When crafting handmade soap, one of the most versatile ingredients to add is clay. With an array of therapeutic benefits for skin and creative options to customize soap recipes, clays can be an excellent addition for soapmakers. There are several types of clay commonly used in soapmaking, each with their own distinctive properties. Some clays help purify and absorb excess oils, while others provide unique minerals and visual appeal. By thoughtfully selecting the right clay or clay blend for your particular soap recipe and skin needs, you can take advantage of these diverse gifts from nature. This article explores the qualities of top clays for soapmaking and key considerations when formulating the perfect clay-enhanced soap.

Types of Clay Commonly Used in Soapmaking

Bentonite Clay

Bentonite clay is composed mostly of montmorillonite and derives its name from the Fort Benton area in Wyoming, where it is commonly found. With excellent absorption properties, bentonite clay helps remove impurities, excess oils, and environmental contaminants in soap recipes. It also gently exfoliates the skin. Its small particle size makes it a suitable thickening agent. Bentonite works well in melt-and-pour soap bases, hot process soap recipes, and cold process formulations where it can accelerate trace.

Kaolin Clay

Kaolin clay, also called China clay, contains the mineral kaolinite, which gives it a soft, chalky texture. Kaolin clay, with its mild absorption qualities, lightly exfoliates and nourishes skin with nutrients like silica and magnesium. Its fine particle size and light color make it an excellent choice to use as a natural colorant in white or lightly colored cold-process soap recipes. Kaolin also aids in the consistency and lather quality of soap.

Rhassoul Clay

Mined from the Atlas Mountains in Morocco, rhassoul clay contains a blend of minerals like silica, magnesium, and iron that help purify skin. With a flaky particle structure, rhassoul clay gently exfoliates and leaves behind a nurturing layer on the skin that does not feel overly drying. This makes it a wonderful addition to sensitive skin soap recipes. Rhassoul clay has buffering properties to lower a soap batter’s pH, which aids in a gentle cure.

Other notable clays

Some other clays worth noting are illite and montmorillonite clays, which have similar mineral compositions as bentonite but slightly different properties. Fuller’s earth clay is an absorbent clay that can add skin-enhancing benefits to soap. Red and yellow clays bring vivid, natural colorants to handmade soap, while green, blue, pink, purple, and grey clays offer soft, natural hues. Multani mitti clay contains healing minerals used for centuries in Ayurvedic medicine.

Key Properties of Clays for Soapmaking

Absorption and Purification

The layered mineral structure of most cosmetic clays allows them to draw in and trap substances. By pulling excess oils and environmental contaminants deep into their platelets, clays help purify skin through gentle absorption while avoiding a stripped or overly-dried feel. Bentonite, rhassoul, and Fuller’s earth clays especially excel at absorbing impurities. Using 5–15% clay in cold or hot process soap recipes assists the bar with lather quality, hardness, and richness by balancing the oils.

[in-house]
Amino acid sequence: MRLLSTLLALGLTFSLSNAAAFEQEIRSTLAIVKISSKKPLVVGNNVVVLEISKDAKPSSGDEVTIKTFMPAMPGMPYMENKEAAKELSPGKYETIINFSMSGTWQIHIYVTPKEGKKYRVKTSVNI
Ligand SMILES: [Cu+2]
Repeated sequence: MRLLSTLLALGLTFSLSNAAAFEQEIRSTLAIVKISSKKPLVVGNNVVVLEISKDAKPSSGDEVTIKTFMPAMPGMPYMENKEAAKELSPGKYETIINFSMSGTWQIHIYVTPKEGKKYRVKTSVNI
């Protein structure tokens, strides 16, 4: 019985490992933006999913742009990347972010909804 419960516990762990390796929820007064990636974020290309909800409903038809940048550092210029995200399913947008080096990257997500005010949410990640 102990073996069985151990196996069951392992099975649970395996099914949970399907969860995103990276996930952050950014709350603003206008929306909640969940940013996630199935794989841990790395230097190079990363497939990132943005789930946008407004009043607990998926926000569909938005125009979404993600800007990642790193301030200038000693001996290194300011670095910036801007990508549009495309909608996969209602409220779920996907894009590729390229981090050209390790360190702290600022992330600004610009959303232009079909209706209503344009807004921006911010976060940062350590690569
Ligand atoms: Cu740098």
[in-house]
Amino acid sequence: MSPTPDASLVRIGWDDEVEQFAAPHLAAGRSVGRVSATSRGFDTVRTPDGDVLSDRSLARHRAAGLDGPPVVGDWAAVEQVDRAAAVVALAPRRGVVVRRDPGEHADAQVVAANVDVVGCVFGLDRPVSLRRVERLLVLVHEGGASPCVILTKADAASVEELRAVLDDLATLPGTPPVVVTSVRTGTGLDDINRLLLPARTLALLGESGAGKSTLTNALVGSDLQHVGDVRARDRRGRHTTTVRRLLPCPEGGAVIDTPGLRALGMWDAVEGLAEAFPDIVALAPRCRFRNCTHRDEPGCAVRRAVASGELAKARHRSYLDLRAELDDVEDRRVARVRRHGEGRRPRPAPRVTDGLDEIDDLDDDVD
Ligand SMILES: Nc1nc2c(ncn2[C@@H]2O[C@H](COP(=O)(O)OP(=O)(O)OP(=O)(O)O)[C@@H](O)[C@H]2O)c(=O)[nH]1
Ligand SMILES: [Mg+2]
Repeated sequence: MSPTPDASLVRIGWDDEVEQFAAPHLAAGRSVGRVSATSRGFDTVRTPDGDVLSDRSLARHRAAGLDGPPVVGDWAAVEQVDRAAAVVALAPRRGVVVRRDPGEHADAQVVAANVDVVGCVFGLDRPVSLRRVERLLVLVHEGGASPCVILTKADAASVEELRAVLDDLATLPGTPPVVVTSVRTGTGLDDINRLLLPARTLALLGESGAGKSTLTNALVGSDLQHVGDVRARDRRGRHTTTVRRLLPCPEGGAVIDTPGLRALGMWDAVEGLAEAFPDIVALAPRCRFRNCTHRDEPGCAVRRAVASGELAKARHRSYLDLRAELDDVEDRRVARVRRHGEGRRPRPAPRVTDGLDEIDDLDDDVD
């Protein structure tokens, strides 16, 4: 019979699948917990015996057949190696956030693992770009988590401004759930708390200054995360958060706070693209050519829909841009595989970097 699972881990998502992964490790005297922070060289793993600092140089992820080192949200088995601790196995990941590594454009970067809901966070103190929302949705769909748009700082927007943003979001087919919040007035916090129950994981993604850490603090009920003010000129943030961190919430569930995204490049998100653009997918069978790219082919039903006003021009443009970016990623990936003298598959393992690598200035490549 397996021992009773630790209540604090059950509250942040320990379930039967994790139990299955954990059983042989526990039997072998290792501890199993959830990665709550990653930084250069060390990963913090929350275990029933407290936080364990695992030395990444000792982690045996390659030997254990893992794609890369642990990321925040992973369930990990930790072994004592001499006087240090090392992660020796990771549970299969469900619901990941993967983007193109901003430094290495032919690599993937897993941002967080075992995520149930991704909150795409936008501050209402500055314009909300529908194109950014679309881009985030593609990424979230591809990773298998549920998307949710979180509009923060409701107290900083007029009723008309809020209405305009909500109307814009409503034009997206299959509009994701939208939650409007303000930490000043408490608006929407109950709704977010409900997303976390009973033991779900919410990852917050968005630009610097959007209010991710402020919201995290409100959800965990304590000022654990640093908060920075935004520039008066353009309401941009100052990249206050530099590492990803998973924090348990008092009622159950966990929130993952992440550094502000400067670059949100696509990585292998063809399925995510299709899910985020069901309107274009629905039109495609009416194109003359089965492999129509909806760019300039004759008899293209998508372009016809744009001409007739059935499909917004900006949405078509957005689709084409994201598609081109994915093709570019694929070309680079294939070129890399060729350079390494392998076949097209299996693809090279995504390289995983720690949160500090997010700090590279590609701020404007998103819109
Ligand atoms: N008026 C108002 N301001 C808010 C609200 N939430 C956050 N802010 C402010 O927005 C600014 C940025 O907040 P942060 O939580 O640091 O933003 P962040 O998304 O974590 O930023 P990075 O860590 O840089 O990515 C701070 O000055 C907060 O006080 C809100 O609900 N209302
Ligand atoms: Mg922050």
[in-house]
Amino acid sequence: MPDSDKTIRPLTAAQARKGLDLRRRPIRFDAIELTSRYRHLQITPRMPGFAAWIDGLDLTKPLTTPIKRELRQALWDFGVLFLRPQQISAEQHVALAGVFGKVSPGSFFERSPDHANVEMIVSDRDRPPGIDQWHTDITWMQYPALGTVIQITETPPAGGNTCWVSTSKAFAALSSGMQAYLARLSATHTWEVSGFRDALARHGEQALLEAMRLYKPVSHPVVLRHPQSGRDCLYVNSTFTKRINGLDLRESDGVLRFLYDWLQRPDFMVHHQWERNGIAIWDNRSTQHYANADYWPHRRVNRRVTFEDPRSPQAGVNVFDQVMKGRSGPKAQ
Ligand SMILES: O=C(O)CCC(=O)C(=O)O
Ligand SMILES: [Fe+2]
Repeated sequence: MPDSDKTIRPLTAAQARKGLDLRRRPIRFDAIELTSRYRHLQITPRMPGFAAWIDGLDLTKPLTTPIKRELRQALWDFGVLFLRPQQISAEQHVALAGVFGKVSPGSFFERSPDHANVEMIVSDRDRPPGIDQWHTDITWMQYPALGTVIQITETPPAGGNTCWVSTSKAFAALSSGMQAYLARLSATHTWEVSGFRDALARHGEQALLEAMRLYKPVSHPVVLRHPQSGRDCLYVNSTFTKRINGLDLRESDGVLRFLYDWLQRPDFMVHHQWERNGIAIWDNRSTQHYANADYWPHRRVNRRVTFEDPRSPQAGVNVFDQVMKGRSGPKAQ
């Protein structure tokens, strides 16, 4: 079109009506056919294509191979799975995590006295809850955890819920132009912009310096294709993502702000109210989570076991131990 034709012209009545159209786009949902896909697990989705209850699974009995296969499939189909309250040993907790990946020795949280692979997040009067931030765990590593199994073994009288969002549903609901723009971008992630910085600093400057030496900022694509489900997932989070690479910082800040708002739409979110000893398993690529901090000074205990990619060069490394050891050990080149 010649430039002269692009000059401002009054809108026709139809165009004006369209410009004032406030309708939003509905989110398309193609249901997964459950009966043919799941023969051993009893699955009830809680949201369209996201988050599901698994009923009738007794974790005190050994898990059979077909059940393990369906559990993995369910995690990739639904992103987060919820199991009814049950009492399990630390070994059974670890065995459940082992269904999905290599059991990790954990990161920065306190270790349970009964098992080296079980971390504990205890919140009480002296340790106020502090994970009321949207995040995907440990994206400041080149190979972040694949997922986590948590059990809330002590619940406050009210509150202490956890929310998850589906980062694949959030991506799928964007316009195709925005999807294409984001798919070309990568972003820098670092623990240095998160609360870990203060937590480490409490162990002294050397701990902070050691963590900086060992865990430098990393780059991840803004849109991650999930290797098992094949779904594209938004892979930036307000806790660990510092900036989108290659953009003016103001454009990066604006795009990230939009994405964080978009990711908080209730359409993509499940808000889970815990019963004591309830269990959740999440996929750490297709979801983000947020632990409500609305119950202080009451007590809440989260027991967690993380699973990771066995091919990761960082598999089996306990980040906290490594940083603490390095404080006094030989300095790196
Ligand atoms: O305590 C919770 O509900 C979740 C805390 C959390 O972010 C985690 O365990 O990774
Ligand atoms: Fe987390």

Color and Visual Appeal

The natural mineral composition of clays lends them gorgeously rich and vibrant hues, making them ideal natural colorants. Red, yellow, and pink clays deliver striking pops of color, while green, blue, and grey shades offer softer, more elegant tones. Clays like rose clay, purple Brazilian clay, and rhassoul clay lend themselves to visually intriguing speckled or marbled textures.

Skin-Enhancing Benefits

Clays nourish skin in recipes thanks to an abundance of minerals like silica, iron, magnesium, calcium bentonite, and sodium bentonite. Sensitive skins benefit from anti-inflammatory and soothing clays like kaolin, rhassoul, white cosmetic clay, or French green clay. Oily and acne-prone skin enjoys the deep cleansing power of bentonite, yellow Brazilian clay, or multani mitti clay to unclog pores. Using a clay blend allows you to customize for multiple skin needs.

Selecting the Right Clay for Your Soap Recipe

Consider Sensitivity and Safety.

When working with pure clays, it is vital to assess for skin sensitivities by performing a patch test on the inner arm prior to adding them to soap recipes. Always use cosmetic-grade clays from reputable suppliers. Some clays, like rhassoul, French green clay, kaolin, and bentonite, tend to be gentle enough for most skin types, yet a patch test helps confirm this, especially for sensitive skin. Additional ingredients like spices, coffee, or eco-glitter paired with clay may increase irritation risks for reactive skin. Carefully weigh skin safety for soaps that will be used frequently or sit directly on skin.

Match Properties to the Soapmaking Method

The soapmaking process you use can determine which clay properties suit your needs best. For cold-process soap, clays that accelerate trace, like bentonite, ghassoul, or French green, work well to quickly thicken the batter. In hot process and melt-and-pour soap, absorption matters less, so clays with superior skin enhancement like rhassoul, white kaolin, or pink work well. Consider bars with nature-inspired visual appeal by using cold process swirl techniques using vivid red, cocoa powder, turmeric, cinnamon, or pumpkin spice clays. Analyze your target soap properties and skin goals, then selectively blend compatible clays.

Clays make excellent additions to handmade soap by offering customization potential through their diverse properties and mineral composition. Carefully selecting the right clay or complementary blend helps soapmakers enhance the visual allure, richness, skin benefits, and overall quality of their soap recipes for crafters and consumers alike to enjoy.

Categorized in: